If we centralize a multiplicative unit that is in the center, from Conjugacy Class of Element of Center is Singleton we get a singleton conjugacy class.

Bear in mind that the above sum only considers non-singleton classes.

Thus choose some element $u$ not in the center, so $\map {N_D} u$ is not $D$.

However, $\map Z D \subset \map {N_D} u$ because any element in the center commutes with everything in $D$ including $u$.

Then:

- $\order {\map {N_D} u} = \paren {p^n}^m$

for $r < m$.

Suppose there are $l$ such $u$.

Then:

\(\ds \order {\map U D}\) | \(=\) | \(\ds \order {\map Z {\map U D} } - 1 + \sum_{j \mathop = 1}^l \frac {\order D} {\order {\map {N_D} {u_j} } }\) | ||||||||||||

\(\ds \) | \(=\) | \(\ds p^n - 1 + \sum_{\alpha_i} \frac {\paren {p^n}^m - 1} {\paren {p^n}^{\alpha_i} - 1}\) |

This article is incomplete.In particular: Clean the following up. This bit is due to Ernst Witt.You can help $\mathsf{Pr} \infty \mathsf{fWiki}$ by expanding it.To discuss this page in more detail, feel free to use the talk page.When this work has been completed, you may remove this instance of `{{Stub}}` from the code.If you would welcome a second opinion as to whether your work is correct, add a call to `{{Proofread}}` the page. |

We need two results to finish.

- $(1):\quad$ If $p^k - 1 \divides p^j - 1$, then $k \divides j$

where $\divides$ denotes divisibility.

- $(2)\quad$ If $j \divides k$ then $\Phi_n \divides \dfrac{x^j - 1} {x^k - 1}$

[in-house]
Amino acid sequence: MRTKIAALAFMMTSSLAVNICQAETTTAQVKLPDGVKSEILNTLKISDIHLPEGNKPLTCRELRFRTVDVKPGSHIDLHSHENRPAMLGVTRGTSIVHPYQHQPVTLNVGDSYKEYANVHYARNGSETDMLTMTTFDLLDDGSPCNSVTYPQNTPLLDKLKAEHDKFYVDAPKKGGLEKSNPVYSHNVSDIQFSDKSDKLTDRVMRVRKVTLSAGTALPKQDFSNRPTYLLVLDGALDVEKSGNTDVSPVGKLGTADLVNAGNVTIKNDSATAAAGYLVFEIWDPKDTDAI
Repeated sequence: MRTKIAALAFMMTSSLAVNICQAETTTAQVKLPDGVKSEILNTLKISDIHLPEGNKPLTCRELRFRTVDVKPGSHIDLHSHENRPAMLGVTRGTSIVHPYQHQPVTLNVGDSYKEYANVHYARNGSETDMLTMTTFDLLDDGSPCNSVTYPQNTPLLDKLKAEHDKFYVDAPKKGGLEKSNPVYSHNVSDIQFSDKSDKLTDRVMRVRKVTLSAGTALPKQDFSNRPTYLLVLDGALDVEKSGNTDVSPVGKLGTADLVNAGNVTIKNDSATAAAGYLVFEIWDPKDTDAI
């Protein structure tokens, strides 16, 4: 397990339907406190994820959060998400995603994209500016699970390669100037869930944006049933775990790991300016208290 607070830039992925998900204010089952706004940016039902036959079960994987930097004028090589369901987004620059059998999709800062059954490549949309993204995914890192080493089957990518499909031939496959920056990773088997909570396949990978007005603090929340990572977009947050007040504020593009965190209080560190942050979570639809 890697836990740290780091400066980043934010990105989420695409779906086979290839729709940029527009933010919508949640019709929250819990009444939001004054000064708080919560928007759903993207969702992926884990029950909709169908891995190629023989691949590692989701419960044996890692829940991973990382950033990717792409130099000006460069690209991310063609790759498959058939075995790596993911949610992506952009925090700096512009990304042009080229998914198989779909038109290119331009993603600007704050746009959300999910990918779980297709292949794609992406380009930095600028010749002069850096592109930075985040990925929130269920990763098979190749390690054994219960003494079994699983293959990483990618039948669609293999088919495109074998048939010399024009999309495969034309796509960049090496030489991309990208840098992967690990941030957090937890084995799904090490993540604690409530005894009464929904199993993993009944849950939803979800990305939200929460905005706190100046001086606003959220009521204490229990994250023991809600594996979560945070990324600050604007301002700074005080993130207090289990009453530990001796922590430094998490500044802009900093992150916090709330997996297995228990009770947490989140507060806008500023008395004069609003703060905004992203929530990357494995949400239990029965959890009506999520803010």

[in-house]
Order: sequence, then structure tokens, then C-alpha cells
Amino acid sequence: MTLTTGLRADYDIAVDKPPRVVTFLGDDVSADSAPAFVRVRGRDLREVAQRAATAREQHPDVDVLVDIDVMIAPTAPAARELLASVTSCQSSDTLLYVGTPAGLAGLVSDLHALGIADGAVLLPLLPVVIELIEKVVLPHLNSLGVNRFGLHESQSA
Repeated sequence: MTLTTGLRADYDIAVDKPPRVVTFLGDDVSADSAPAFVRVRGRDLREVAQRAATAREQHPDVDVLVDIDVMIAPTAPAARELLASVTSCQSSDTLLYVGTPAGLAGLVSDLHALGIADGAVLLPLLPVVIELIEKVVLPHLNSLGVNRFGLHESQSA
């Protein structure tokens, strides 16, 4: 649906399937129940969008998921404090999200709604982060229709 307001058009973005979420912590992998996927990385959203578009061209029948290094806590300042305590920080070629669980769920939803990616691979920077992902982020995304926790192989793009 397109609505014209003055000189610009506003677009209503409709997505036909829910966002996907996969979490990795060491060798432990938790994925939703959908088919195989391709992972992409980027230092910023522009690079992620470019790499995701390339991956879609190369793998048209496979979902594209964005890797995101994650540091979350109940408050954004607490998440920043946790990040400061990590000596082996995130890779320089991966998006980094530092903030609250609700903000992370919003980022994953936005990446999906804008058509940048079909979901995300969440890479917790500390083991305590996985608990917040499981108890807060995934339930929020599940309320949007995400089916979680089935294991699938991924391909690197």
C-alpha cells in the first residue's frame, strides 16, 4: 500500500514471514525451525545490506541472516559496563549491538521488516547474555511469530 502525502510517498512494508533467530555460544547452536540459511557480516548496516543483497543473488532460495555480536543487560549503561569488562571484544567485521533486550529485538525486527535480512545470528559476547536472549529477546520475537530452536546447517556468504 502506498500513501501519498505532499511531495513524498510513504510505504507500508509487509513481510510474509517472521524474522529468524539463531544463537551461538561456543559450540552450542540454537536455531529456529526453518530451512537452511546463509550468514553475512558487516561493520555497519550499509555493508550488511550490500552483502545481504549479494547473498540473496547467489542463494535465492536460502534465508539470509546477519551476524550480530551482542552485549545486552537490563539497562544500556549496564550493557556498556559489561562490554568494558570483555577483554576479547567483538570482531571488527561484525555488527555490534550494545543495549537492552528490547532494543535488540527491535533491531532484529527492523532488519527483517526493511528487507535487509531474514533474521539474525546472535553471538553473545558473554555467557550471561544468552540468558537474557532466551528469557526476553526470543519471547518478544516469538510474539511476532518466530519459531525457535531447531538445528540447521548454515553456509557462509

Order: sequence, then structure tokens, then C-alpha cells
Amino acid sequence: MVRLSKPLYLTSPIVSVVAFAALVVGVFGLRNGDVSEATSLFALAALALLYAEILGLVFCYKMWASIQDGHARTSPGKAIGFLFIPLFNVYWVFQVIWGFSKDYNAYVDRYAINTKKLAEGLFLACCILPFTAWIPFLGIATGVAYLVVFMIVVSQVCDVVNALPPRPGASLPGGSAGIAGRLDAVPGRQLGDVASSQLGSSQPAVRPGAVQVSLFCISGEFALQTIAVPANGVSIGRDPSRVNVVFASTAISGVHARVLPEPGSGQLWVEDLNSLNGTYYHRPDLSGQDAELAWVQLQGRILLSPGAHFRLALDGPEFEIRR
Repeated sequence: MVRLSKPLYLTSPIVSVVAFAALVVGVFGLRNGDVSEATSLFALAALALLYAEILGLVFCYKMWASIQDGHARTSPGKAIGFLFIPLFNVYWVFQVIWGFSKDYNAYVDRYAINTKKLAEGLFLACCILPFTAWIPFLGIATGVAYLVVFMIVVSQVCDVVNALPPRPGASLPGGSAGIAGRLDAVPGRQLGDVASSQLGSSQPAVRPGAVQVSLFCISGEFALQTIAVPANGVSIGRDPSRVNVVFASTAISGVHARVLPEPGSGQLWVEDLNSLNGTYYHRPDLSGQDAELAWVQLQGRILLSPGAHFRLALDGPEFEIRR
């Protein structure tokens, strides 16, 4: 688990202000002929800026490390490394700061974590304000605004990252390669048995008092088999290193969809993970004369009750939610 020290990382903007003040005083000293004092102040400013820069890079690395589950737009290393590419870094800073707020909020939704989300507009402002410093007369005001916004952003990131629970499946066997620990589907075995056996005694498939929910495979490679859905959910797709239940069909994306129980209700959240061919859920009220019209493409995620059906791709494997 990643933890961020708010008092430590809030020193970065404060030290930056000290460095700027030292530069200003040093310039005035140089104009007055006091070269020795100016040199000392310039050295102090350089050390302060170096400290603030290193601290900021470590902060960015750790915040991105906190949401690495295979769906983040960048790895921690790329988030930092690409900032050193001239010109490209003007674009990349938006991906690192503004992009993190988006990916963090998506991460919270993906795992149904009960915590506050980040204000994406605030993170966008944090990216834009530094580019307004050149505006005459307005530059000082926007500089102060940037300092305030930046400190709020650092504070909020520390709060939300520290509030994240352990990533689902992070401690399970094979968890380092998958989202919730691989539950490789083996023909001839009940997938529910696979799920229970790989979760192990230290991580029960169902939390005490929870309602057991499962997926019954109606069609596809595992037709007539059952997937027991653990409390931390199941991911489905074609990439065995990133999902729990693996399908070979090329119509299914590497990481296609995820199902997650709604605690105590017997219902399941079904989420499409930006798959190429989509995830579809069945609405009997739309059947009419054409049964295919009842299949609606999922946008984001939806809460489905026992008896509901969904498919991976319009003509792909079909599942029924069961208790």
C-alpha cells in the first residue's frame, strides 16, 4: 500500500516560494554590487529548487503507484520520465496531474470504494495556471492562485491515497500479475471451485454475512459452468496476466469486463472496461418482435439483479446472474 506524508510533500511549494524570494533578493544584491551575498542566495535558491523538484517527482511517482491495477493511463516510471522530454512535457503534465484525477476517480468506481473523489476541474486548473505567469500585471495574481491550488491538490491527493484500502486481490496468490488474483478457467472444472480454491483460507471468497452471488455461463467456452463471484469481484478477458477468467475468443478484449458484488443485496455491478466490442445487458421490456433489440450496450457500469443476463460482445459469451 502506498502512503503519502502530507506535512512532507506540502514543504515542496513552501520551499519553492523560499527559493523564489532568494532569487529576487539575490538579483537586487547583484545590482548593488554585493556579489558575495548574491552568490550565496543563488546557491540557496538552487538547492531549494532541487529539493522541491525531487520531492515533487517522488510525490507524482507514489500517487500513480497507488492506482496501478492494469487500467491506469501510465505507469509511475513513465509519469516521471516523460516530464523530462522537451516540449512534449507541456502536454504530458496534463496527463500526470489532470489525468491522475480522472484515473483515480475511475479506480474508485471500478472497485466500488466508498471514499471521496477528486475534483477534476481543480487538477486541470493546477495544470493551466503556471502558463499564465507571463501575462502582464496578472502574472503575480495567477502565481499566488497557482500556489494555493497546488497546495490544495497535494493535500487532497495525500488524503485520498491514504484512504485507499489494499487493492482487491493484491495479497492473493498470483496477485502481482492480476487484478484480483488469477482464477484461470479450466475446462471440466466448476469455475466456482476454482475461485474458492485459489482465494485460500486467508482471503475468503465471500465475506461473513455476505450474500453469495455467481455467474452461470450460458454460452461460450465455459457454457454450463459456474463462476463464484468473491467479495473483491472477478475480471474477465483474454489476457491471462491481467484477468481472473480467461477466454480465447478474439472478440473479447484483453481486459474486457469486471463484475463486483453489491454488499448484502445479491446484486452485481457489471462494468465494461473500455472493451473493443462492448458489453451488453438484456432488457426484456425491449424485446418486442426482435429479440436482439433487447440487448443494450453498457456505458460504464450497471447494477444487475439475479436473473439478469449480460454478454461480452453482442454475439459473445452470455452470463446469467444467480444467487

where $\Phi_n$ denotes the $n$th cyclotomic polynomial.

This page or section has statements made on it that ought to be extracted and proved in a Theorem page.In particular: The above two results need to be proved, on their own pages.You can help $\mathsf{Pr} \infty \mathsf{fWiki}$ by creating any appropriate Theorem pages that may be needed.To discuss this page in more detail, feel free to use the talk page. |

Aiming for a contradiction, suppose $m > 1$.

Let $\gamma_i$ be an $m$th primitive root of unity.

Then the above used conjugacy class theorem tells us how to compute size of $\map U D$ using non-central elements $u_j$.

However, in doing so, we have that:

- $\paren {q^n}^{\alpha_i} - 1 \divides \paren {q^n}^m - 1$

Thus by the first result:

- $\alpha_i \divides m$

Thus:

- $\Phi_m \divides \dfrac {x^m - 1} {x^{\alpha_i} - 1}$

However:

- $\size {p^n - \gamma_i} > p^n - 1$

Thus the division is impossible.

This contradicts our assumption that $m > 1$.

Hence $m = 1$ and the result follows, as determined above.

$\blacksquare$

## Also known as

**Wedderburn's theorem** is also known as **Wedderburn's little theorem**.

## Source of Name

This entry was named for Joseph Henry Maclagan Wedderburn.

## Historical Note

Joseph Henry Maclagan Wedderburn first published the result now known as **Wedderburn's Theorem** in $1905$.

However, his proof had a gap in it.

The first complete proof was supplied by Leonard Eugene Dickson.

## Sources

- 1998: David Nelson:
*The Penguin Dictionary of Mathematics*(2nd ed.) ... (previous) ... (next):**Wedderburn's theorem** - 2008: David Nelson:
*The Penguin Dictionary of Mathematics*(4th ed.) ... (previous) ... (next):**Wedderburn's theorem**